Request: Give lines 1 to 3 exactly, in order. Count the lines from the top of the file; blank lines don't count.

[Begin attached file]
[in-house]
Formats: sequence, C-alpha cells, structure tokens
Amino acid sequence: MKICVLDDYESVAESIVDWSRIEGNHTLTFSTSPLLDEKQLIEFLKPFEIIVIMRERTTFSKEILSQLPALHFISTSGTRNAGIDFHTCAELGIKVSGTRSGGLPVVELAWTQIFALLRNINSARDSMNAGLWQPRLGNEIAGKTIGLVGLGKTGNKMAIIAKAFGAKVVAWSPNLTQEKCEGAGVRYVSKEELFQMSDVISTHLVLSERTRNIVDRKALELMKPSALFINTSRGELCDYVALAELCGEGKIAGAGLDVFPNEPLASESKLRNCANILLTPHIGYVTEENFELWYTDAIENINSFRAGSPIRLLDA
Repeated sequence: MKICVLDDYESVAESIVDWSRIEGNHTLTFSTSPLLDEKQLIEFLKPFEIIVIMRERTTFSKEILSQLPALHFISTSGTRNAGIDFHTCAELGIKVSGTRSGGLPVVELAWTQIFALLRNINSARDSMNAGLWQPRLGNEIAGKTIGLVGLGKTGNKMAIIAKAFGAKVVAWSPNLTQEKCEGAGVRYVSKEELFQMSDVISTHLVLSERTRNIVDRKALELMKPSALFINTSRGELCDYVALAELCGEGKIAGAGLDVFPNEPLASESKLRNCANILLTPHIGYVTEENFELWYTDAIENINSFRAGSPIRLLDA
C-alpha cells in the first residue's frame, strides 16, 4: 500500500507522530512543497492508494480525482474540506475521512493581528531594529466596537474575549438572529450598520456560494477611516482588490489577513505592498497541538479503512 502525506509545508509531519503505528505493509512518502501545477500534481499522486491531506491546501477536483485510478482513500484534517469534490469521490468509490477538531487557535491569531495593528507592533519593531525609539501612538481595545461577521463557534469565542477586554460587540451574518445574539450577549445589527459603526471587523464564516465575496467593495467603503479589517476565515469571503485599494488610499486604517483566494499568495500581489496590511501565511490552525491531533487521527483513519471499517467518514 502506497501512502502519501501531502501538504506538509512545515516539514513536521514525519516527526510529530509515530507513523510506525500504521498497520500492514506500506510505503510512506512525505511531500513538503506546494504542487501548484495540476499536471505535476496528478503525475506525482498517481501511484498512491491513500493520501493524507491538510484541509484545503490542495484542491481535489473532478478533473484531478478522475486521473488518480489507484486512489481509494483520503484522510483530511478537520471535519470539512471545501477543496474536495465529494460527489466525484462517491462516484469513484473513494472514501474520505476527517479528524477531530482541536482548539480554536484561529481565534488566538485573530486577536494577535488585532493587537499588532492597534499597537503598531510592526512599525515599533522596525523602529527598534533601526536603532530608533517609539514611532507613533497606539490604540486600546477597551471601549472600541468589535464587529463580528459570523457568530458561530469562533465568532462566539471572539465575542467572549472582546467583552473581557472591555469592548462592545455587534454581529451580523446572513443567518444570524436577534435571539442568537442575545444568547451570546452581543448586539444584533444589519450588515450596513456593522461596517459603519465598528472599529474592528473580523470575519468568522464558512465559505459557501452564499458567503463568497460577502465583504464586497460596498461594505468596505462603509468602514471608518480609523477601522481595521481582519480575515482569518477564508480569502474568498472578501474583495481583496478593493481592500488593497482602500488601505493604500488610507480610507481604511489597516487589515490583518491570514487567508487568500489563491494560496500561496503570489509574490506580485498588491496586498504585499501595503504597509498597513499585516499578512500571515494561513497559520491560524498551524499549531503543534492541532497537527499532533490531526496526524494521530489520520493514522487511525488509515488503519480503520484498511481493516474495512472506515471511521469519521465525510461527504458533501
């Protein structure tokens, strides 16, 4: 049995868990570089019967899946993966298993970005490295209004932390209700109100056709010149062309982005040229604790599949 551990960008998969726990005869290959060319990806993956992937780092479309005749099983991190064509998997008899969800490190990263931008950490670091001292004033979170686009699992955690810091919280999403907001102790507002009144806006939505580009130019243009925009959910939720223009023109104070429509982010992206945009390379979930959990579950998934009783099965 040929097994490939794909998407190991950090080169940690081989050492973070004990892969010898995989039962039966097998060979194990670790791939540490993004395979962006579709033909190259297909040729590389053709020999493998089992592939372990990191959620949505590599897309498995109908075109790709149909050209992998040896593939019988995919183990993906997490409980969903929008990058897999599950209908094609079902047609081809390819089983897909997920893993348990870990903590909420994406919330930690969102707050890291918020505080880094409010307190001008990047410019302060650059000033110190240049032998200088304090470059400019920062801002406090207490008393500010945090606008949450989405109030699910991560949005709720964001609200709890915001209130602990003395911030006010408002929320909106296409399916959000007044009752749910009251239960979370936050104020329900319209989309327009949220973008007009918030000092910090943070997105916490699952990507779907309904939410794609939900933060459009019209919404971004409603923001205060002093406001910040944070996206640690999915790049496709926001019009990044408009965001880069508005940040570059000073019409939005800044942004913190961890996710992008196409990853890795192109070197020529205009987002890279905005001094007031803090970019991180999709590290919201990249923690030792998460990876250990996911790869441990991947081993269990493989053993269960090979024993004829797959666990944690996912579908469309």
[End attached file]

[in-house]
Formats: sequence, C-alpha cells, structure tokens
Amino acid sequence: MKICVLDDYESVAESIVDWSRIEGNHTLTFSTSPLLDEKQLIEFLKPFEIIVIMRERTTFSKEILSQLPALHFISTSGTRNAGIDFHTCAELGIKVSGTRSGGLPVVELAWTQIFALLRNINSARDSMNAGLWQPRLGNEIAGKTIGLVGLGKTGNKMAIIAKAFGAKVVAWSPNLTQEKCEGAGVRYVSKEELFQMSDVISTHLVLSERTRNIVDRKALELMKPSALFINTSRGELCDYVALAELCGEGKIAGAGLDVFPNEPLASESKLRNCANILLTPHIGYVTEENFELWYTDAIENINSFRAGSPIRLLDA